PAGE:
Personnel agency opens long-term care to same-sex partners

The Office of Personnel Management on Tuesday took another step toward expanding benefits for the partners of gay and lesbian federal employees by finalizing a regulation that makes them eligible for long-term care insurance.

The final rule is the same as a September 2009 draft version. It broadens the definition of relatives qualified to participate in the Federal Long-Term Care Insurance Program to include the same-sex domestic partners of federal employees, U.S. Postal Service workers and retirees. Currently, only spouses, parents and adult children are eligible for coverage.

OPM noted the 51 comments it received on the proposed rule were 3 to 1 in favor of the expansion, which implements a June 2009 presidential memorandum asking that government do as much as it can legally to put same-sex domestic partners on equal footing with heterosexual married couples. Opening up the Federal Employees Health Benefits Program to partners would require legislation.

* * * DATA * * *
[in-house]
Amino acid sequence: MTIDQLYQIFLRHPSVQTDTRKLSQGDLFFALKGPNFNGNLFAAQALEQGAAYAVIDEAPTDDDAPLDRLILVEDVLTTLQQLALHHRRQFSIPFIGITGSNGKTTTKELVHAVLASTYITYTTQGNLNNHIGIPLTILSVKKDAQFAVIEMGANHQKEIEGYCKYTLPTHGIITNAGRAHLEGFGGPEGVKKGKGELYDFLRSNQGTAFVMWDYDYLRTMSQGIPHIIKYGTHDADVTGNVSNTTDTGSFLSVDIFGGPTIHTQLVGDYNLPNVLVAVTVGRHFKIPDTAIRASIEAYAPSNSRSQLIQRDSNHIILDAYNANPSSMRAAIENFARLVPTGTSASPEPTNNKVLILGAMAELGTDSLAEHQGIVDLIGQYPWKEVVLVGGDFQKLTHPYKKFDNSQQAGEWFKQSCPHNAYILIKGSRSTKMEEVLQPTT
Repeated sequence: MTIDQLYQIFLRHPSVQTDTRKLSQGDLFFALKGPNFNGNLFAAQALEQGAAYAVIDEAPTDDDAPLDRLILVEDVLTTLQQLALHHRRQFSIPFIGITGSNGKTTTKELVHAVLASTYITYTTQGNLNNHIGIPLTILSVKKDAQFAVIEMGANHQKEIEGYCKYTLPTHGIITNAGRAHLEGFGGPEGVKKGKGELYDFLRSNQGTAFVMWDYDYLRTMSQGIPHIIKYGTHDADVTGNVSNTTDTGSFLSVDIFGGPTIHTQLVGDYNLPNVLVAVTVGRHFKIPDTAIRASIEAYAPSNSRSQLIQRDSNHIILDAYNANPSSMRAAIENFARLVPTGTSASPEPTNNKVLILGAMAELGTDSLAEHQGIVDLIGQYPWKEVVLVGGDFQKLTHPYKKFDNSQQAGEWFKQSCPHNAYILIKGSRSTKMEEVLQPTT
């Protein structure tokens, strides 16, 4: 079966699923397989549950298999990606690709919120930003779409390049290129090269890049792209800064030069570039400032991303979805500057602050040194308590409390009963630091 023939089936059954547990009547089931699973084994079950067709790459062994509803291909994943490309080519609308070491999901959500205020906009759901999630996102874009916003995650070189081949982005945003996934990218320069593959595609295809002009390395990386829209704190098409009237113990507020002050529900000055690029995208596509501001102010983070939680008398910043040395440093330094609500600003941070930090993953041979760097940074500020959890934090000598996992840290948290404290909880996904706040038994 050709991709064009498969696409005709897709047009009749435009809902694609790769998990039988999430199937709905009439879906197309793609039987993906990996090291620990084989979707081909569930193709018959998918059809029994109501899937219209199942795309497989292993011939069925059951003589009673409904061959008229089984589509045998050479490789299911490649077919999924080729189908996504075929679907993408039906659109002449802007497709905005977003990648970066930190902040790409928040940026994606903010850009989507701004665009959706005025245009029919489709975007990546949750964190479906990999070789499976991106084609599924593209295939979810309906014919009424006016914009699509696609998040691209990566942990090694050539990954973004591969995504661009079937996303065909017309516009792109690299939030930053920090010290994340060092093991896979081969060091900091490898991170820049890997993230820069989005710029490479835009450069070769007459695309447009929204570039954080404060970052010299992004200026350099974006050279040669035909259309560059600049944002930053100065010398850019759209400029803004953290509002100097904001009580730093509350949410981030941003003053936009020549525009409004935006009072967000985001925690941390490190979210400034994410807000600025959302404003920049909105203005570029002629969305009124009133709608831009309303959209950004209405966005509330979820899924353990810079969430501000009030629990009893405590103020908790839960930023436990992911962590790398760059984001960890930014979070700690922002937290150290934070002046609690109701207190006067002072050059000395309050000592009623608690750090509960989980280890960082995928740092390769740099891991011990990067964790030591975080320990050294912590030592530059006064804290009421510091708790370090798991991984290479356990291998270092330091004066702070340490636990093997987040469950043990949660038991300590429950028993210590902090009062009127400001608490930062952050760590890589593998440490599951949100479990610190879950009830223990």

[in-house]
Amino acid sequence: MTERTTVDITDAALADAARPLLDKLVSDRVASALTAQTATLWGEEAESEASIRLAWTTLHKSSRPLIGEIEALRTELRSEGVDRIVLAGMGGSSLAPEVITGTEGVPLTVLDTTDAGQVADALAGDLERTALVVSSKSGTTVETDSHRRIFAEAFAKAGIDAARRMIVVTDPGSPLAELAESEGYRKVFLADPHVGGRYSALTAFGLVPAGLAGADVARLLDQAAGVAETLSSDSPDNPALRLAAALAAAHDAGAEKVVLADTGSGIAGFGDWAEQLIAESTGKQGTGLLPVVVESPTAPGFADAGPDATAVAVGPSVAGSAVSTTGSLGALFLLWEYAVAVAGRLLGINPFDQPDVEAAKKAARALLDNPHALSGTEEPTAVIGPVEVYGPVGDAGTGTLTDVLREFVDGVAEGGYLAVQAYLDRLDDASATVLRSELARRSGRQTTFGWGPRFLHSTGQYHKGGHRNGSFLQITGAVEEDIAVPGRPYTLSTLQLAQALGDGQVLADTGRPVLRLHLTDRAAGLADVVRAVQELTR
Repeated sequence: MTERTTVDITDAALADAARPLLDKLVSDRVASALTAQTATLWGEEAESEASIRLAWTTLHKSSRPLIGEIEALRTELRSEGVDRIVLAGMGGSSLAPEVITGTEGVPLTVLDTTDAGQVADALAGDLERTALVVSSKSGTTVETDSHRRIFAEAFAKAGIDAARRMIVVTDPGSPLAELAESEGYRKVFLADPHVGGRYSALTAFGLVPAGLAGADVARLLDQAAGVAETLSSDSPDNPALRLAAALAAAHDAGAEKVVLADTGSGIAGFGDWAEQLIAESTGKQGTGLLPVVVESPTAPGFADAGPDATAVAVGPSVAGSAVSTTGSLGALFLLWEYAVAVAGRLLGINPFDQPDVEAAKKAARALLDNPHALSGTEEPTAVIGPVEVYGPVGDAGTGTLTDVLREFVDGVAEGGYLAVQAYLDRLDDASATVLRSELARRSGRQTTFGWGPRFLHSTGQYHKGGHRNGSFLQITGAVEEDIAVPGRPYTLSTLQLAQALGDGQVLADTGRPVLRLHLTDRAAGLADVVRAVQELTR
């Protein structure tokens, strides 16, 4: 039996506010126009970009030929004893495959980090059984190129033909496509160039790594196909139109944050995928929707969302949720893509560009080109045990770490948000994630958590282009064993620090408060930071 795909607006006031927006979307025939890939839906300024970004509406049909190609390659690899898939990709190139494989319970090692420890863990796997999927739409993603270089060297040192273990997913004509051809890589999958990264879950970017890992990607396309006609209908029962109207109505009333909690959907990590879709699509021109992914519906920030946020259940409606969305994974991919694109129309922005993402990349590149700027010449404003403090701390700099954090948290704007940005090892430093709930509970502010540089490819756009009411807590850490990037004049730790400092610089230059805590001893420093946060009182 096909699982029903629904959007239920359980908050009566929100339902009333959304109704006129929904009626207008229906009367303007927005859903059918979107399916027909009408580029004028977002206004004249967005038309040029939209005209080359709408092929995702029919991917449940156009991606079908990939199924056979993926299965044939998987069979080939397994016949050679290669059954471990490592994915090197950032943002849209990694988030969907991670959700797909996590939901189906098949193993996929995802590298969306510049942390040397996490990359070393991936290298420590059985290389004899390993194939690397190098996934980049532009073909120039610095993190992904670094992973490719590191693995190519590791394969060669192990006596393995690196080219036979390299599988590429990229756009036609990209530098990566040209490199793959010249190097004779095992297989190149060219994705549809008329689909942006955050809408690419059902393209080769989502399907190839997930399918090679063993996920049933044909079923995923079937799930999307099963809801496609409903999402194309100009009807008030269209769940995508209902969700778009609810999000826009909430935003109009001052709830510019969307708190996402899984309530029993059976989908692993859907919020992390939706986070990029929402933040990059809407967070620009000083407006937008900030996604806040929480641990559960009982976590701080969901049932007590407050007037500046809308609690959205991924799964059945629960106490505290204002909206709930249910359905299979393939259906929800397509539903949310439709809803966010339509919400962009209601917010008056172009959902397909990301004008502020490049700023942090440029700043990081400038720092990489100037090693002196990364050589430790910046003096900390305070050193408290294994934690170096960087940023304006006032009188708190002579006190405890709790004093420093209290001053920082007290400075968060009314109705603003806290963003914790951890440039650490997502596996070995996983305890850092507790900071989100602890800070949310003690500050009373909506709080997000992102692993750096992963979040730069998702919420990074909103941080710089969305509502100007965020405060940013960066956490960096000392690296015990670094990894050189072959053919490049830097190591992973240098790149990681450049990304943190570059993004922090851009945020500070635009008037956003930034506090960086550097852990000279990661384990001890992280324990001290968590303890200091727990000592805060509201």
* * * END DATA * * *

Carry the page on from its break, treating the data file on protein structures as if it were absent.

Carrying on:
The personnel agency rejected several recommended changes to the draft rule, including requests to grant opposite-sex domestic partners access to long-term care as well. Opposite-sex partners have the option of getting married if they want to qualify for federal benefits, OPM said.

Other comments focused on the process for proving domestic partner status. OPM said it will not require any extra documentation from same-sex couples, because doing so would "impose a greater burden on domestic partners than other qualified relatives."

The final rule takes effect on July 1.

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